Still have my Express and will probably replace it with another Express. The Express still has the body on frame and I’m always carrying 8500+ lbs. All the Euro vans are unibody and I’ve read Ford has seen some issues with the Transit recently and said people are over using the van for its intended purpose. All the unibodies have point of loads and if not followed correctly could twist the whole body.
    DL Mechanical LLC Heating, Cooling and Plumbing 732-266-5386
    Specializing in Steam Heating, Serving the residents of New Jersey
    https://heatinghelp.com/find-a-contractor/detail/dl-mechanical-llc

    https://m.facebook.com/DL-Mechanical-LLC-315309995326627/?ref=content_filter

    I cannot force people to spend money, I can only suggest how to spend it wisely.......
  • nibsnibs Posts: 263Member
    Tata is bringing out a van, all of its controls, steering brakes etc are on a wireless dashboard. You do not ever have to reverse, just take the dash and chair to the other end of the van.
  • Harvey RamerHarvey Ramer Posts: 2,186Member
    Thanks for all the suggestions and ideas.
    I currently have a chevy express with a utility body. Tough as a rock but hard on gas.
    I like the utility body but the outside doors wear out to fast and before you know it, you are getting water damage to your tools.

    The advantages I see with the Transit or Promaster is you get everything inside. Better security and better protection. Plus I'll be able to get an interior shelving and racking package that will keep everything organized better than the utility body and probably last for several vans. When a utility body truck is worn out, it is practically worthless. With this setup, I should be able to swap my shelving and racking package to a new van and be able to sell the old van as a cargo van.

    The main differences I see between the Promaster and the Transit;
    Promaster has front wheel drive.
    Transit has rear wheel drive.
    Promaster has a lower cargo floor, easier to get in and out of.
    Promaster seems to have more driver amenities.
    Promaster is less expensive.

    Both the Promaster and the Transit seem to be pretty reliable in the later models. Earlier models had their kinks and bugs.

    Definitely going gas engine. Can't afford to get a MB deisel worked on in these parts.

    I kind of like the idea of front wheel drive. With proper loading in the cargo space, I would think it would outperform rear wheel drive in adverse conditions.
    Ramer Mechanical
    ramermechanical.com
    To learn more about this professional, click here to visit their ad in Find A Contractor.
  • GroundUpGroundUp Posts: 515Member
    A few guys around here have had an excessive amount of transmission trouble with the FWD Promasters. Perhaps the new ones have remedied that issue, but the older ones when loaded like a 1 ton van is usually loaded were notorious for eating trannies every 40-50k. At least the ones around here anyway. Something to consider. Also if snow/ice is a thing where you are, traction is AWFUL with a FWD vehicle when you have a ton of tools and fittings on the rear axle and nothing but an aluminum V6 on the front. Loaded lightly, I'd take a FWD any day in this MN climate but loaded heavy I'd think twice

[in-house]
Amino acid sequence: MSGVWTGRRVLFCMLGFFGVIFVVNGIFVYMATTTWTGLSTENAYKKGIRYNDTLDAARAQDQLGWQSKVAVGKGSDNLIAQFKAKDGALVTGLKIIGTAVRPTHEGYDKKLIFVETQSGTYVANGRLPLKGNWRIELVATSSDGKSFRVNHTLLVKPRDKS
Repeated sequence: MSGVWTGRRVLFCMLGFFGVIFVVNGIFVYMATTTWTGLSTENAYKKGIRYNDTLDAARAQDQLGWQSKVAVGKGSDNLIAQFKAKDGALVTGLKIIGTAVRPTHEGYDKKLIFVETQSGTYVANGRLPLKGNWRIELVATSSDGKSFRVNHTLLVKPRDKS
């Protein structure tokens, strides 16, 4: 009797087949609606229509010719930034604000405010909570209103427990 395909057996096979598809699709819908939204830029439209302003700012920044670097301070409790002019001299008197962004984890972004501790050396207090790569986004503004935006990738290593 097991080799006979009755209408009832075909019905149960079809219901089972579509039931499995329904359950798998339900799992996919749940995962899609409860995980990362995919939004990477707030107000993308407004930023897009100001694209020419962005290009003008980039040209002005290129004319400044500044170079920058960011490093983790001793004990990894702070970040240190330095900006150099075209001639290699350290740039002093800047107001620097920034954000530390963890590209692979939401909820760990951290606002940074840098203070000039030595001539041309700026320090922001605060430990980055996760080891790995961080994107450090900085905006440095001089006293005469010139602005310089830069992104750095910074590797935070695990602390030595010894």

• ch4manch4man Posts: 134Member
    most of out promasters eat a headlight every other oil change.
    many have had radiator issues and a few engines crap out

    OTOH the turning radius is great, the cab is sealed from the back end so its quiet. ladders are a pain if you get a hi top and if you live in snow and ice land better get good tires, you will have more tools and parts in the back than the engine/trans weighs
  • The Steam WhispererThe Steam Whisperer Posts: 342Member
    I bought a new 2017 Chevy 2500 express cargo about a year ago. We installed the inside liner with 1/2 inch duct insulation on the walls and ceiling. Nice and warm in the winter and cool in the summer. We also put in a shelving unit and a bulkhead. We got the optional 4 cylinder turbo diesel.....same torque as the 6.0 liter gas v-8 but at half the rpm. This little diesel really launches all that weight quite nicely. It's probably quicker than any of the gassers around town. We are usually running between 7500 and 8500 lbs and run about 20 mpg in the city and 30 mpg to 33 mpg on the highway. Since we run about 20,000 miles a year, the diesel pays for itself in about 18 months ( its only about a $3500.00 option). The savings of $200.00 a month in fuel pays for about 1/3 the payment on the car loan, so its like getting a brand new trunk for only $425.00 per month. If you buy one, just tack on the cost to get good shocks as the factory ones are useless with any weight. Also figure on replacing the old sealed beam style headlights with some aftermarket DOT approved replacements from Hella, Vision X or United Pacific. There are some really go LED ones too, but they are pricey.
    To learn more about this professional, click here to visit their ad in Find A Contractor.
  • Dave0176Dave0176 Posts: 1,043Member

    I bought a new 2017 Chevy 2500 express cargo about a year ago. We installed the inside liner with 1/2 inch duct insulation on the walls and ceiling. Nice and warm in the winter and cool in the summer. We also put in a shelving unit and a bulkhead. We got the optional 4 cylinder turbo diesel.....same torque as the 6.0 liter gas v-8 but at half the rpm. This little diesel really launches all that weight quite nicely. It's probably quicker than any of the gassers around town. We are usually running between 7500 and 8500 lbs and run about 20 mpg in the city and 30 mpg to 33 mpg on the highway. Since we run about 20,000 miles a year, the diesel pays for itself in about 18 months ( its only about a $3500.00 option). The savings of $200.00 a month in fuel pays for about 1/3 the payment on the car loan, so its like getting a brand new trunk for only $425.00 per month. If you buy one, just tack on the cost to get good shocks as the factory ones are useless with any weight. Also figure on replacing the old sealed beam style headlights with some aftermarket DOT approved replacements from Hella, Vision X or United Pacific. There are some really go LED ones too, but they are pricey.